"It was so obvious," Carroll said after Penny rushed for 170 yards and two scored against the Lions in Week 17 with Peterson on the sideline. "It was so obvious. And Adrian was on the sideline today, all jacked up, having fun, cheerleading, and all that. I've never seen him like that. Let me give a little bit of credit. When Marshawn (Lynch) came back (in 2019), the first week, he had a big impact. They were totally different guys as they re-enter, different stories and all that. But Marshawn had a big impact, too. And sometimes those special players they can affect guys in ways that—that's why the teams they play on are always successful, because they help the people around them play better. And you got to give him credit to Adrian for what he's stood for and what he is. 

Carroll pointed to "the way he worked," as the biggest influence Peterson had. "That's what it was. Every step he took was full speed, flying around. And he looked great. And we said, 'Holy cow.' And the next play, and the next play. And only had a couple, three days of practice with him. And he made that impression that quickly. It was that obvious. No mistaking what happened. He influenced a ton of people. Myself included. I felt the same thing. This is what it's like being around a great player. And it just kind of jumped out at you."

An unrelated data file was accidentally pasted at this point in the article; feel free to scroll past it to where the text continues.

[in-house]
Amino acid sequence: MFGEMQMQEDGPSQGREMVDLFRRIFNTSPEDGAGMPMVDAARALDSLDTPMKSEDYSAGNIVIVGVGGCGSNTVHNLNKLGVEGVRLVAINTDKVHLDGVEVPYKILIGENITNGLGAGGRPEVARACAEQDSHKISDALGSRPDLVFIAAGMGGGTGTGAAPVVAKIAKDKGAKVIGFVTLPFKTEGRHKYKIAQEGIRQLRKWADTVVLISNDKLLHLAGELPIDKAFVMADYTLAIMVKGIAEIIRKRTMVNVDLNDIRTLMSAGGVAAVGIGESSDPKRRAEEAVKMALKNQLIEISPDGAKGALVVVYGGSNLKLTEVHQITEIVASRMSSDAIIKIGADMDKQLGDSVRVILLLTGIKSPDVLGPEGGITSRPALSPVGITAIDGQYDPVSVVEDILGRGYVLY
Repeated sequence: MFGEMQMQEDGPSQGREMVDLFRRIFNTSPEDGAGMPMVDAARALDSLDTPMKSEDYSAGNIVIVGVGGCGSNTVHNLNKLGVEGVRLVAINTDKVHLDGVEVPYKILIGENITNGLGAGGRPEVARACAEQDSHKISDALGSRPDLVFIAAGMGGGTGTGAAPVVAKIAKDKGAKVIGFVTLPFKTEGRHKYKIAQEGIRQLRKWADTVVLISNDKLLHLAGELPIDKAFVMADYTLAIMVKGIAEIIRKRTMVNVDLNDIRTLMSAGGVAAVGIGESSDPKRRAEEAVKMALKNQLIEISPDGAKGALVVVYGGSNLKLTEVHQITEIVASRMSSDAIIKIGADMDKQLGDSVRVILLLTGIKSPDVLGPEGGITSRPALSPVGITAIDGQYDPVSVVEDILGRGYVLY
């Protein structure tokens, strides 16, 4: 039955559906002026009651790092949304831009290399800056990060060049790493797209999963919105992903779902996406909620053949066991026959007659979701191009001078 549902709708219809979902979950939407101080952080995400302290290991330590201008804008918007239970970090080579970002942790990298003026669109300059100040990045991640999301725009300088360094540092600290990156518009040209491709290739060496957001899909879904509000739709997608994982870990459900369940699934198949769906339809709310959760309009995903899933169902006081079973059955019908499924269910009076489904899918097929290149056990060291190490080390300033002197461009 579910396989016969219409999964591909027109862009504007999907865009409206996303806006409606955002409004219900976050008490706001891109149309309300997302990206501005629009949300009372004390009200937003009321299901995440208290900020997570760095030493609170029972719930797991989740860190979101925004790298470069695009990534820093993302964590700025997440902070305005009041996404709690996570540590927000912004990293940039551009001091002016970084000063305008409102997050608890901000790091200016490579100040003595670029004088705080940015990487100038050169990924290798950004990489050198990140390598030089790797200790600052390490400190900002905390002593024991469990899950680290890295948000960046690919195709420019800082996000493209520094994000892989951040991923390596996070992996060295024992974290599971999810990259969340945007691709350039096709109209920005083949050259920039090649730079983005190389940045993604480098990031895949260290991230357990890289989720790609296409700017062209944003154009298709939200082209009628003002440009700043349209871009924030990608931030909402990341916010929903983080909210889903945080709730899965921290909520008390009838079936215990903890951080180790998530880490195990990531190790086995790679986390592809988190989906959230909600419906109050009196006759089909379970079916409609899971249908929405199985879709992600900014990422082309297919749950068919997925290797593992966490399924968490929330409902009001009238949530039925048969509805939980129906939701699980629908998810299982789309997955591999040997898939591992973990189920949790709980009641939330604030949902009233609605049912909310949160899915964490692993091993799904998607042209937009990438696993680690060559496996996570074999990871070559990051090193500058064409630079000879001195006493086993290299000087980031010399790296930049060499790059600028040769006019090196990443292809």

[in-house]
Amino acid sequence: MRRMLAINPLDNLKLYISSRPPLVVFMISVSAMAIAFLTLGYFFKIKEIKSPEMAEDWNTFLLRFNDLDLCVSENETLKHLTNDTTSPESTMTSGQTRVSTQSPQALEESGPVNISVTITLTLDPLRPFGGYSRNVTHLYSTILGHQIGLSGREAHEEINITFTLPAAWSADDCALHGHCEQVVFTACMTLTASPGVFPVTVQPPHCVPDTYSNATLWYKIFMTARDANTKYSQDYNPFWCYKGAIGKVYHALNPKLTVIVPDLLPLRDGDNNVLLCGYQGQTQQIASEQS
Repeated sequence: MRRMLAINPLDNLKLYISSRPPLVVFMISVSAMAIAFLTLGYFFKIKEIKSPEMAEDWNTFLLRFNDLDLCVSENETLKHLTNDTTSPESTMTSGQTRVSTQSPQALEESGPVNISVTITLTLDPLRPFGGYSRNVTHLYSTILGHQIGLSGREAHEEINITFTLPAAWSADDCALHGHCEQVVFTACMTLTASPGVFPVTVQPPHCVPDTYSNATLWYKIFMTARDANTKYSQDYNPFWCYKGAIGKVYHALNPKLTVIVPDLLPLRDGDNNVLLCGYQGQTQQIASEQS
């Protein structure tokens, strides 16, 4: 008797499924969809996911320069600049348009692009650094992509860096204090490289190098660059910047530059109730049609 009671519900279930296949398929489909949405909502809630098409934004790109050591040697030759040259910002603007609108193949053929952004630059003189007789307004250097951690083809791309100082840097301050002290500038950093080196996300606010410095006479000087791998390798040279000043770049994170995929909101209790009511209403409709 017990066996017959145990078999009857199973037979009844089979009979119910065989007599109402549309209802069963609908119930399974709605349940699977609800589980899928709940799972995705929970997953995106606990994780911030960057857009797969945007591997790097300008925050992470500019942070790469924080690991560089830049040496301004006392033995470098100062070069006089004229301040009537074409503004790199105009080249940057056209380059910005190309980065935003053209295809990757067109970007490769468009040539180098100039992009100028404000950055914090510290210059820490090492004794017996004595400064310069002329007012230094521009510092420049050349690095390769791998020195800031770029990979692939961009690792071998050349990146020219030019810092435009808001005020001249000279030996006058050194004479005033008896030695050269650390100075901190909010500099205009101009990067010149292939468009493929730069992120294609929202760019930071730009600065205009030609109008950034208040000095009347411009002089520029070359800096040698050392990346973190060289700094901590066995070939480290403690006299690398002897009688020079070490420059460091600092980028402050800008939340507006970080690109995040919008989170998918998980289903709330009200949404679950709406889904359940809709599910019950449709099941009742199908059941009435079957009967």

And with Peterson having such a strong influence in such a short timeframe, Carroll floated an idea to Peterson that he said he hadn't really considered before—becoming a coach whenever his playing days are done.  

"The funny thing is, I never really envisioned myself coaching, not on this level or the college level," Peterson said. "Maybe my son's little league team or something. But after talking to Coach Pete, it's something that I've been kind of thinking about. I talked to my wife as well, and she was like, 'Adrian, you're just a different person when you're around football, so it's something you really should think about and consider.' So for the first time, I've actually thought about it and considered going that direction when I'm done playing football. So we'll see where the chips fall."